GoM to Draft Codes of Conduct, Ethics for Officials, Ministers

By | November 14, 2014

In a bid to address the sensitive issue of the relationship between ministers and civil servants, a GoM on administrative reforms headed by Defence Minister A K Antony recently decided to draft a code of conduct for bureaucrats and a code of ethics for ministers.

The move comes in the backdrop of the controversy involving previous railway minister Pawan Kumar Bansal, in which his private secretary Rahul Bhandari, a 1997-batch Punjab cadre IAS officer, is being investigated in connection with the bribery scandal related to Bansal’s nephew.

The GoM members were in agreement that the recommendations of the 10th administrative reforms commission (ARC), which had proposed that such codes be developed to ensure a “neutral relationship” between a minister and civil servants, be accepted.

Drafts of the codes, to be prepared by the department of administrative reforms and personal grievances, are to be presented to the GoM at its next meeting which is going to take place in the ongoing month. According to sources, the move can be the first step in stemming the rot over the interdependent relationship that exists between ministers and civil servants, particularly in the states.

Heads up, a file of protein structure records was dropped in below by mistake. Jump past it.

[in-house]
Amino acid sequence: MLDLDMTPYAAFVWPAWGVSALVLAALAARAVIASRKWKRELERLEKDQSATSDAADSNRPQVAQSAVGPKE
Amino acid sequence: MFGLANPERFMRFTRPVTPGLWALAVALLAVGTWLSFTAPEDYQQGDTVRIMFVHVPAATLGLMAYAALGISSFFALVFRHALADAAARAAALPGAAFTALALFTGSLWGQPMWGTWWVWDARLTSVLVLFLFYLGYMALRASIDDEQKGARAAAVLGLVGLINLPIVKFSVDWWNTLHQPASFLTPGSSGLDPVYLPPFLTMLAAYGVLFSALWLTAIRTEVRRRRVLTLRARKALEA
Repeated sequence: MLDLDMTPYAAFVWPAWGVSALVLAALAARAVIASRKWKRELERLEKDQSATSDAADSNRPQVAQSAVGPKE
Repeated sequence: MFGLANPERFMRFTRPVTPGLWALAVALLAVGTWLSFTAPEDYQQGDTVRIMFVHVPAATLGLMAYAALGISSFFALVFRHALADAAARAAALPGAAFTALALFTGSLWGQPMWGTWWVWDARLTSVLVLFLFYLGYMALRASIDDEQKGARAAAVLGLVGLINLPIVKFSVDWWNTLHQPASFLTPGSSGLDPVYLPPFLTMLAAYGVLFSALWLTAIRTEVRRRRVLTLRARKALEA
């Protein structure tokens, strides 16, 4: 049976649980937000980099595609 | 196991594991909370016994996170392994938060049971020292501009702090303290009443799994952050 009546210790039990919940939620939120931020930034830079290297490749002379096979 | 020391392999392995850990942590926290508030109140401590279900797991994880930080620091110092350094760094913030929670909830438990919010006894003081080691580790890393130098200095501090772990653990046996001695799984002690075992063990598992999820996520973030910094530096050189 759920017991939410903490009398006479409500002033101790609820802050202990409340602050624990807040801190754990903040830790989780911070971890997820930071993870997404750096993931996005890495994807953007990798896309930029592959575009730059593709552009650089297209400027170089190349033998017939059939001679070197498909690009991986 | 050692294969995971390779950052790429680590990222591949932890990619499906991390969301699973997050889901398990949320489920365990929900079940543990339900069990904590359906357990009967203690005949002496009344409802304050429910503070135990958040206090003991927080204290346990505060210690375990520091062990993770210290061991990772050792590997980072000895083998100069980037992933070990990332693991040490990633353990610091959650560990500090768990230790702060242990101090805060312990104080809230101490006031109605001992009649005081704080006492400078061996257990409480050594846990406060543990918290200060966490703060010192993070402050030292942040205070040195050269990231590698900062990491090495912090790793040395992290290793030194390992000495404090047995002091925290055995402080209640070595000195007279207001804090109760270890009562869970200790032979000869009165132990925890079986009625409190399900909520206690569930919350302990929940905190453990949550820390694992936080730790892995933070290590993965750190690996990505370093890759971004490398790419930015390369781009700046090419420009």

The bureaucracy had been conceived as an independent, permanent and impartial service but has not been able to live up to this reputation. The codes of conduct and ethics will define division of responsibility between the ministers and civil servants with the underlying theme that the political neutrality and impartiality of civil servants need to be preserved.

The GoM also discussed concepts of accountability for civil servants as recommended in the 10th ARC report but did not arrive at a decision on whether the period of review of their performance should be reduced. Currently, civil servants have two reviews — one on completion of 15 years of service and the second on completion of 25 years. However, the ARC has recommended that this be reduced, with the first review on completion of 14 years and second on completion of 20 years of service.

One more thing to take stock of here is that the “thinking” fraternity (read the legislative and Ministers) has been entrusted with the code of ethics while the executing authority (read the bureaucrat) is being tethered with the code of conduct. All this is important to comprehend in the context of Paper IV of the GS in the changed syllabus of UPSC. The section speaks separately about the code of conduct and the code of ethics.

Leave a Reply

Your email address will not be published. Required fields are marked *